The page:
A flood gun arrangement shown schematically in FIG. 1 may be positioned in the vicinity of the wafer 50 to assist with neutralizing positive charges which may otherwise build up to a destructive level on the surface of the wafer. In some cases it may also be desirable to inject an inert gas into the region in front of the wafer to create a plasma in that region which may assist in neutralizing the charge build up on the wafer surface.
Ion source assembly 11 includes a magnet assembly 12 which has separate electromagnets with cylindrical poles having their axis aligned with the filament 15B within the arc chamber 15. The source magnets produce higher efficiency of ion generation by causing electrons emitted from the filament 15B to spiral around the filament in a path to the walls of the arc chamber 15 serving as the anode and thus increase the ionization efficiency in the source. However, hard driving of the source magnets can affect arc stability.
A post-acceleration supply 41 is set to a prearranged value between 0 and 160 kilovolts to determine the amount of post acceleration of the ion beam, in the post-acceleration system. This voltage also determines the terminal reference potential in terminal 25 in which is housed the ion source arrangement 10 and the mass analyzing system. All of the ion source operating voltages and the extraction system voltages are referenced to the terminal voltage set by the post-accel supply. Pre-accel supply 81 is set to a value between 0 and +20 kilovolts and that voltage is applied to the ion source chamber 15 where it serves as the ion source ground reference potential. The filament is d.c. biased to a voltage above the ion source chamber by the arc supply 61. The filament 15B is heated by passing electrical current therethrough from filament supply 60.
As shown, decel electrode 13B is directly connected to terminal potential and extraction electrode 13A and is supplied with voltage from focus supply 22 which can be set from 0 to -30 kilovolts. The ion beam is extracted from the source chamber by an extraction and accelerating field between the ion source chamber at the preset pre-accel supply potential and the extraction electrode at the preset focus supply voltage value. The value of the output of the pre-accel supply is set according to the amount of pre-acceleration of the beam that is desired. The value of the focus voltage is set during a beam tuning process to obtain the desired ion beam characteristics.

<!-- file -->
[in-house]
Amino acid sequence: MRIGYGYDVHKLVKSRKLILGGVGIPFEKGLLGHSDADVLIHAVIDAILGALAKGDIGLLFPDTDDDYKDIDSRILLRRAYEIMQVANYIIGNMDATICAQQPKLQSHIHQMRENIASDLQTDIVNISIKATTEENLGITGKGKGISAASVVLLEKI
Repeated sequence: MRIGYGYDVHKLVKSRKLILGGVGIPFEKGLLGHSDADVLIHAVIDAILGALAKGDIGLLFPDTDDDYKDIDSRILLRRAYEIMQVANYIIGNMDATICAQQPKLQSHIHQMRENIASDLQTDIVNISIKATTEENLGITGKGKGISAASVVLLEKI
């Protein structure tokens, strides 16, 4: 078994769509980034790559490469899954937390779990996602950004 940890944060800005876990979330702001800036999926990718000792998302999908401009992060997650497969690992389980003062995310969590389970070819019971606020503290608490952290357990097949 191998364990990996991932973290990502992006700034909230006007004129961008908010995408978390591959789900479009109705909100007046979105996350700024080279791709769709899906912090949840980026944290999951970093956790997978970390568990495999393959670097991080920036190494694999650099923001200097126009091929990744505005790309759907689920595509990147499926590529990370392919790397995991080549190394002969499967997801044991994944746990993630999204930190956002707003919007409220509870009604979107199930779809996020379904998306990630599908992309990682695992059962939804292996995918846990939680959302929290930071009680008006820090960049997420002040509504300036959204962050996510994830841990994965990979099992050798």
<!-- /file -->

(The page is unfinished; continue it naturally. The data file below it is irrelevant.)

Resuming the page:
As shown in FIG. 1A, the ion source is operated from an electrical standpoint by coupling a filament power supply 60 across the filament 15B to supply high current at low voltage to the filament. An arc power supply 61 applies a voltage, which is typically clamped to a maximum of about 170 volts between the filament 15B and the arc chamber 15, with the arc chamber serving as an anode. Filament 15B generates thermal electrons which are accelerated through the gas species within the arc chamber and toward the arc chamber walls to create a plasma of the ion species within the arc chamber 15.
A separate pre-accel (or extraction) power supply 62 provides a pre-analysis acceleration voltage of up to 40 kilovolts to the arc chamber 15. A suppression power supply 63 provides a slightly negative voltage of around -2 kilovolts to extraction electrode 13A, also known as the suppression electrode. The final electrode 13B is biased at terminal ground reference so that the final ion beam pre-analysis acceleration is determined by the value of the pre-analysis acceleration voltage applied to the arc chamber itself. Terminal ground reference is the value of the post-acceleration voltage applied to the terminal and the value of that voltage determines the final ion beam energy striking the target.